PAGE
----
Question: I have a 2009 GMC 4x4 extended cab with a 5.3-liter engine. I really like the vehicle, but have one problem the dealer can't or doesn't want to address. At times, the heater doesn't send any air into the cab of the truck. I can hear the fan running, it changes speeds, but won't blow any air. It is possible to direct the air to defrost, heat, or vent, but there's no volume. It seems as if no air is going to the fan. The service department thinks it's the fan resistor module, but I can hear the fan changing speeds. It certainly feels like a louver supplying air to the fan. This problem seems to arise when we have wet, foggy, damp weather, just when I really need the defroster.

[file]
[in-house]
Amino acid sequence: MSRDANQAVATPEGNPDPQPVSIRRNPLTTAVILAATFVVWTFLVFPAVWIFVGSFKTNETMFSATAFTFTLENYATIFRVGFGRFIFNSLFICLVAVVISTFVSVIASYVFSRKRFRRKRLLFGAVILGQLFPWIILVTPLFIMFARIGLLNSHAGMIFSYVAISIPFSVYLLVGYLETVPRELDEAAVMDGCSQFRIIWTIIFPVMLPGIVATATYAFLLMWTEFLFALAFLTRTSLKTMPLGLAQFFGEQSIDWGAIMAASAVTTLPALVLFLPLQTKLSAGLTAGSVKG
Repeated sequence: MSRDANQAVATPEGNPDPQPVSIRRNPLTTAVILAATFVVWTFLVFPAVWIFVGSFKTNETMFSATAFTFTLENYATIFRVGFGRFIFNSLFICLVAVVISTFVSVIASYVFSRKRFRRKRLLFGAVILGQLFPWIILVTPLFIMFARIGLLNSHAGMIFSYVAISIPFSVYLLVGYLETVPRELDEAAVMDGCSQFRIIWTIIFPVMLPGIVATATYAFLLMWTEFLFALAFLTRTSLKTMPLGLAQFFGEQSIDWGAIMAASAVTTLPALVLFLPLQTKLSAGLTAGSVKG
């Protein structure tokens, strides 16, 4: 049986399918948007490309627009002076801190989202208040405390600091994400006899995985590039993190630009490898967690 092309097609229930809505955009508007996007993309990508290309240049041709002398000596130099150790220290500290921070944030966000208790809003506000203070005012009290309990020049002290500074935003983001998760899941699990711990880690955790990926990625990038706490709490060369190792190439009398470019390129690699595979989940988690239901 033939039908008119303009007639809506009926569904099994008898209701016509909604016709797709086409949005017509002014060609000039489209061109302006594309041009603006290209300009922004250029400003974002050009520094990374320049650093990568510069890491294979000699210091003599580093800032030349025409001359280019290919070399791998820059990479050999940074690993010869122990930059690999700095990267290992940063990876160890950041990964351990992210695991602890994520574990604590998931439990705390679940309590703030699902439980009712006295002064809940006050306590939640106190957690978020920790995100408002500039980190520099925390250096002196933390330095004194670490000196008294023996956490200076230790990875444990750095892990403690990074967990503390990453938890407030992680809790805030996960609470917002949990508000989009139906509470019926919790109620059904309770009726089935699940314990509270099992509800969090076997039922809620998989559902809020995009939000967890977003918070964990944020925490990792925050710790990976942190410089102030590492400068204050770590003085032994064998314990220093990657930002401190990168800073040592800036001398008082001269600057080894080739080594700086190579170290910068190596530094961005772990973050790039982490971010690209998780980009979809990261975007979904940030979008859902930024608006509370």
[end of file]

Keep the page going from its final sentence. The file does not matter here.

Answer: Interesting condition -- I'm assuming your truck is equipped with manual HVAC as opposed to automatic. According to the Alldata service manual information, only the manual system incorporates a blower motor resistor assembly. The "louver" is referred to as a mode door, which is controlled by a mode actuator -- an electric motor that positions the door. Typically when a mode actuator fails (or a mode door gets stuck), air will be directed in a fixed position -- for example, between heat and defrost ducts -- or a fixed temperature. Temperature position should not affect the volume of air coming out of the ducts. Air direction could affect it, if the fan was stuck between two positions, splitting the volume of air, but you would no longer be able to change positions. If the recirculation door were in a fixed position, air would be coming from the outside, passenger compartment, or both, still with minimal effect on volume. The only way I can think of that you're losing volume due to air routing is if a foreign object were partially blocking air entry. That would require a good visual inspection and possibly a partial disassembly of the HVAC assembly to know for sure. (I once actually found a rat stuck in a blower motor.) As far as the blower motor resistor assembly being the cause of the problem, that would be atypical, but possible. The blower motor could be receiving insufficient power or ground causing it to run at lower speeds than normal. I guess the blower motor itself could be shorted and running slow, also. If the problem can be duplicated in the shop, I would direct 12 volts and a good ground directly to the blower motor to see if it runs at full speed (same as in the high position). If not, the insufficient voltage or ground that controls blower speed needs to be traced back to the resistor assembly, HVAC Control Module, and so on. If running direct power and ground runs the blower motor, but it still sounds like it's not running at full blast, I would swap it with a known good motor and evaluate the difference.
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